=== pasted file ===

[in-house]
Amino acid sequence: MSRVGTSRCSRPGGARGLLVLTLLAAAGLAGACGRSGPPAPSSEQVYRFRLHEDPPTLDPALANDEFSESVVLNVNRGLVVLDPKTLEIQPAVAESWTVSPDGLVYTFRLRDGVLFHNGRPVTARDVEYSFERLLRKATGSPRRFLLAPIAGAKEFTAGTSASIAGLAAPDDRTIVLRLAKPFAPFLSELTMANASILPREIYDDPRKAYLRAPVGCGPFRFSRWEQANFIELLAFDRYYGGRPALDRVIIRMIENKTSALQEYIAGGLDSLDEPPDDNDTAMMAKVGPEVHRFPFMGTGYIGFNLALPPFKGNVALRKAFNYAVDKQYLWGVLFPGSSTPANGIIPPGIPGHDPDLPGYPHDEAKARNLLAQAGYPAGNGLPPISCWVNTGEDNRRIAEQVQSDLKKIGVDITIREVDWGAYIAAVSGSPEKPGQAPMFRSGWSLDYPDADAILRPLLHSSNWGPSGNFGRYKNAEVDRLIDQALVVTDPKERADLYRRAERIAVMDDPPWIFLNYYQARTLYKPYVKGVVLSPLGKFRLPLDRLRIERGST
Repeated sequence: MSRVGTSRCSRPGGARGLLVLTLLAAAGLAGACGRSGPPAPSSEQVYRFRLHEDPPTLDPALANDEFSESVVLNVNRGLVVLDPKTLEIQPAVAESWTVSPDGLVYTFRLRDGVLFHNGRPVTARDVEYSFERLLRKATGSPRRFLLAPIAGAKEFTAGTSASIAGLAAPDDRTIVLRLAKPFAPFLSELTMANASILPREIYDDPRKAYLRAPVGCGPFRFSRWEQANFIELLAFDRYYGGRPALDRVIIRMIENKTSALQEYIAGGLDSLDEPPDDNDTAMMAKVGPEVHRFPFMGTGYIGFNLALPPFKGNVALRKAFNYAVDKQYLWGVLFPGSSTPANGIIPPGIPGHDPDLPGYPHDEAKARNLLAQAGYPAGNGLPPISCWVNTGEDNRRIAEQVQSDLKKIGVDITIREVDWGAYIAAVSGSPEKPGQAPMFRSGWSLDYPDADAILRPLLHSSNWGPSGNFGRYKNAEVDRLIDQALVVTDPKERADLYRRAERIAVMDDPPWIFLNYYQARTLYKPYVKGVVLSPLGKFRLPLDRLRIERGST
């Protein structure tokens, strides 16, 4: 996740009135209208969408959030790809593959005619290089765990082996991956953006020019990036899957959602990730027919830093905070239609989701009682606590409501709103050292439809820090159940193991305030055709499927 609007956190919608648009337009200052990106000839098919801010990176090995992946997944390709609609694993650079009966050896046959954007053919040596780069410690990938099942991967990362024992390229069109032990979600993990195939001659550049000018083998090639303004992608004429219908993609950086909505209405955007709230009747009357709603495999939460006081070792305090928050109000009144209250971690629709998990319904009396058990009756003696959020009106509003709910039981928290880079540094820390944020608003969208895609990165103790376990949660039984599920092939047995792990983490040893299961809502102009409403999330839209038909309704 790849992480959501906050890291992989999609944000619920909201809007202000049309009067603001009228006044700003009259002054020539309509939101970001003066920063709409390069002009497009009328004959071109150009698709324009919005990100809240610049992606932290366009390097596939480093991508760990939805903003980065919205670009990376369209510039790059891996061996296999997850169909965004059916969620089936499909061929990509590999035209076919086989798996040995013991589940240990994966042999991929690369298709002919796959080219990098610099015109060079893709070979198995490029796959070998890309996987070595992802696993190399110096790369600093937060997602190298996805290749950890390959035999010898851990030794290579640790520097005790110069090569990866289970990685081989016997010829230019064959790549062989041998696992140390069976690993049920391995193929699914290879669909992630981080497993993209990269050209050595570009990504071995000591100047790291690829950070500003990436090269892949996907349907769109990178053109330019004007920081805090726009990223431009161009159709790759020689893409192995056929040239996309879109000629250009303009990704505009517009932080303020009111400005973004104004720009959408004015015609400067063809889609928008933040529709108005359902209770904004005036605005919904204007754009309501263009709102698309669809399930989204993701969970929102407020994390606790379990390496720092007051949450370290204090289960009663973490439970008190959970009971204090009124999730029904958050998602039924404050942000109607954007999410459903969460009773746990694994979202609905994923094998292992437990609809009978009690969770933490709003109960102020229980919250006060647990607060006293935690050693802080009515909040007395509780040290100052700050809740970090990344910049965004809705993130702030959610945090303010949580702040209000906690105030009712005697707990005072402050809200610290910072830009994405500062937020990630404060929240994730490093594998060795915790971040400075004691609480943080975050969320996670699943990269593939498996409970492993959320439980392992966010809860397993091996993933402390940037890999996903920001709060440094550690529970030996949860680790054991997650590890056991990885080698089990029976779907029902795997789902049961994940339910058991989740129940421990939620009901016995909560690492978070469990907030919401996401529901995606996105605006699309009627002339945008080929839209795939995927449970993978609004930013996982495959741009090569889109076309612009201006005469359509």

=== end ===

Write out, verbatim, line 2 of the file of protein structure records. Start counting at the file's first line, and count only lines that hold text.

Amino acid sequence: MSRVGTSRCSRPGGARGLLVLTLLAAAGLAGACGRSGPPAPSSEQVYRFRLHEDPPTLDPALANDEFSESVVLNVNRGLVVLDPKTLEIQPAVAESWTVSPDGLVYTFRLRDGVLFHNGRPVTARDVEYSFERLLRKATGSPRRFLLAPIAGAKEFTAGTSASIAGLAAPDDRTIVLRLAKPFAPFLSELTMANASILPREIYDDPRKAYLRAPVGCGPFRFSRWEQANFIELLAFDRYYGGRPALDRVIIRMIENKTSALQEYIAGGLDSLDEPPDDNDTAMMAKVGPEVHRFPFMGTGYIGFNLALPPFKGNVALRKAFNYAVDKQYLWGVLFPGSSTPANGIIPPGIPGHDPDLPGYPHDEAKARNLLAQAGYPAGNGLPPISCWVNTGEDNRRIAEQVQSDLKKIGVDITIREVDWGAYIAAVSGSPEKPGQAPMFRSGWSLDYPDADAILRPLLHSSNWGPSGNFGRYKNAEVDRLIDQALVVTDPKERADLYRRAERIAVMDDPPWIFLNYYQARTLYKPYVKGVVLSPLGKFRLPLDRLRIERGST